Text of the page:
Wednesday, 23 March 2011

Beast with Five Fingers




June Diamond writes:
Monday’s event at the Cottage Road Cinema appealed in so many ways. I’m a sucker for old horror films , and we also had local history and significance.

Janet Douglas began by telling us a vivid tale of the early life of the author of the original short story on which the film was based. In We Were Seven, William Fryer Harvey describes how he grew up at Spring Bank House in Headingley, in a Quaker household full of books and stories. His grandparents kept to the old ways and the family eschewed violence in every form, down to not burning a guy at Bonfire Night. It is no surprise that he read Edgar Allan Poe under the dining room table.

It also made sense to learn that he became a doctor, conducting a particularly gruelling amputation to free a trapped sailor during the First World War. This dreadful  episode wrecked his own health, but was retained in his imagination.

Janet’s lively and evocative introduction led brilliantly to the film. They really don’t make them like that any more, from the excellence of Peter Lorre, to the pace and atmosphere that contributed so well to the grisly story.  A terrific evening.

RW adds: We are approaching the hundredth birthday of the Cottage Road Cinema, the oldest operating cinema in Leeds, which opened as The Headingley Picture House on 29 July 1912. The first Leeds cinema was The Assembly Rooms in Briggate (opened 1907) which is now a refurbished space used by Opera North.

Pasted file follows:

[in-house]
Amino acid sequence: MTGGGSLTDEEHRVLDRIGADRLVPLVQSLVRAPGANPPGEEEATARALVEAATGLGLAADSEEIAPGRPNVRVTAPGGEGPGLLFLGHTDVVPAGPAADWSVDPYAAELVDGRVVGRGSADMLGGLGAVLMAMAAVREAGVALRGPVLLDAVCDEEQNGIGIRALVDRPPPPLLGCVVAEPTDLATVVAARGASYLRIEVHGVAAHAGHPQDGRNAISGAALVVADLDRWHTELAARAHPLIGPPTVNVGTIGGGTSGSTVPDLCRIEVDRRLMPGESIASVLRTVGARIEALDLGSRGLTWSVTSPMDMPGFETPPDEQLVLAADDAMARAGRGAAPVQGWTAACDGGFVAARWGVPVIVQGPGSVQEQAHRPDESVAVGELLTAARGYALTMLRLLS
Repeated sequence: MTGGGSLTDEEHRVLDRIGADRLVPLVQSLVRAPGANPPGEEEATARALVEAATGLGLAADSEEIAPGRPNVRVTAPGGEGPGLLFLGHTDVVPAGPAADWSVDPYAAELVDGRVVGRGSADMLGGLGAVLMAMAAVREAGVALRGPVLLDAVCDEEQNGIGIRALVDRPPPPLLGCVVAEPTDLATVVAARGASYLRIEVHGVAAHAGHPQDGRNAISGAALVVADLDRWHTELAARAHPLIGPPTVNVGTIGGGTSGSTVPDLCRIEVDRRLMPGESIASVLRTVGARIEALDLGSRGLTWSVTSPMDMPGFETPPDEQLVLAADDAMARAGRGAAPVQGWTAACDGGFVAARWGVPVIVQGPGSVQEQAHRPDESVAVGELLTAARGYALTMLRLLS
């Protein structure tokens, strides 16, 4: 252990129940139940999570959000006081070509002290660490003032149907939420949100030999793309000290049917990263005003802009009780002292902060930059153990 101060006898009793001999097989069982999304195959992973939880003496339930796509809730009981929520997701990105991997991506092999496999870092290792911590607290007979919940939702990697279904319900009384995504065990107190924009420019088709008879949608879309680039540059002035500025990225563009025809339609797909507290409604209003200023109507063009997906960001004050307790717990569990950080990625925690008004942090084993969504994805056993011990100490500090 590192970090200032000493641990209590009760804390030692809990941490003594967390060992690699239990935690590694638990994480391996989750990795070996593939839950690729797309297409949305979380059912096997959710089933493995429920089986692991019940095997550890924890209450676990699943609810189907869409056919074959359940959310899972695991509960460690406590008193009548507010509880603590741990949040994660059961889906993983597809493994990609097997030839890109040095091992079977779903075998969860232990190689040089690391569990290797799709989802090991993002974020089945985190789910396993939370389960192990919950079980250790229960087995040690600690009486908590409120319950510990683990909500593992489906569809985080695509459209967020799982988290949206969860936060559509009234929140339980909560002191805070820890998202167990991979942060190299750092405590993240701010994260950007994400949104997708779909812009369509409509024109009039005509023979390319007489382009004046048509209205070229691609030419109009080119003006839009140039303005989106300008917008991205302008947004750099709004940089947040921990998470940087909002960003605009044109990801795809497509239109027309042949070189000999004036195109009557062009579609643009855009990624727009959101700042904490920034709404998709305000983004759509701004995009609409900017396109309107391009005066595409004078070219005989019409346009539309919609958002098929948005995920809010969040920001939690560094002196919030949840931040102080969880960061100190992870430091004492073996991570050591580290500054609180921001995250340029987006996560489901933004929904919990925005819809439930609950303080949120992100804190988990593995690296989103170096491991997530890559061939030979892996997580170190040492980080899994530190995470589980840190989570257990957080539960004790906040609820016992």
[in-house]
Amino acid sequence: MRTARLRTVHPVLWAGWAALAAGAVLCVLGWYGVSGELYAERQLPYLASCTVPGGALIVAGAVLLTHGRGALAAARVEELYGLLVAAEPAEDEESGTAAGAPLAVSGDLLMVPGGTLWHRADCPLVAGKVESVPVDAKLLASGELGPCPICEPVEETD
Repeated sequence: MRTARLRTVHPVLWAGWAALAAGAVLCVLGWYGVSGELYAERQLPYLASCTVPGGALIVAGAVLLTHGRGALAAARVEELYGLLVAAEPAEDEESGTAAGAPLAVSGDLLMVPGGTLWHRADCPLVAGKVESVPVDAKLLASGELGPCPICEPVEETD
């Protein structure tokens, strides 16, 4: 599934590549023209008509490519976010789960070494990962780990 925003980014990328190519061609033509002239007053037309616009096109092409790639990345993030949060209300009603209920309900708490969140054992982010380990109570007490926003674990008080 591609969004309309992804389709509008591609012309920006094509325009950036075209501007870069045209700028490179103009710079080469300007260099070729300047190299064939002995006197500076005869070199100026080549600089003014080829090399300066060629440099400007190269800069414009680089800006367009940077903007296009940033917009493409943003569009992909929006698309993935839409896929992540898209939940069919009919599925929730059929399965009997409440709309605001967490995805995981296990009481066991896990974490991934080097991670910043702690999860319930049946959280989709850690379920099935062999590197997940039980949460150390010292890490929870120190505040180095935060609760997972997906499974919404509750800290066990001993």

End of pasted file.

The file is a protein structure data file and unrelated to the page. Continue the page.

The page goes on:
1 comment:

  1. It seems that Leeds, in the last few days, has been subjected to much 'horror and spine tingling and peeping behind fingers' It would be interesting to hear about the early life of the author of 'The Beast with Five Fingers'- could the writing of this tale be some kind of rebellion against his very strict upbringing?
    I read that in the making of the film Peter Lorre did not always take himself very seriously and one scene took many takes as he subjected his fellow actors to much hilarity as 'carrots were stuck in his ear' just as they were about to say an important line. Perhaps the film may not be too frightening by today's standards but it is a chilly tale. I am not sure how far Headingley is from Kirkstall Abbey but Saturday night's live production- shown on BBC3- of 'Frankenstein's Wedding' was certainly scary. I thoroughly enjoyed watching it and the audience participation made it all the better.The Gothic horror story, written by Mary Shelley at the beginning of the 19th century, benefitted from the eerie atmosphere of the abbey and David Harewood's performance as the terrifying creation was brilliant.
    It may be that if I am thinking of travelling to Leeds, in the near future, I should consider running the risk of being shunned by fellow train passengers as the smell of garlic from my person emanates around the carriage! Now where's that rabbit's foot I found.......

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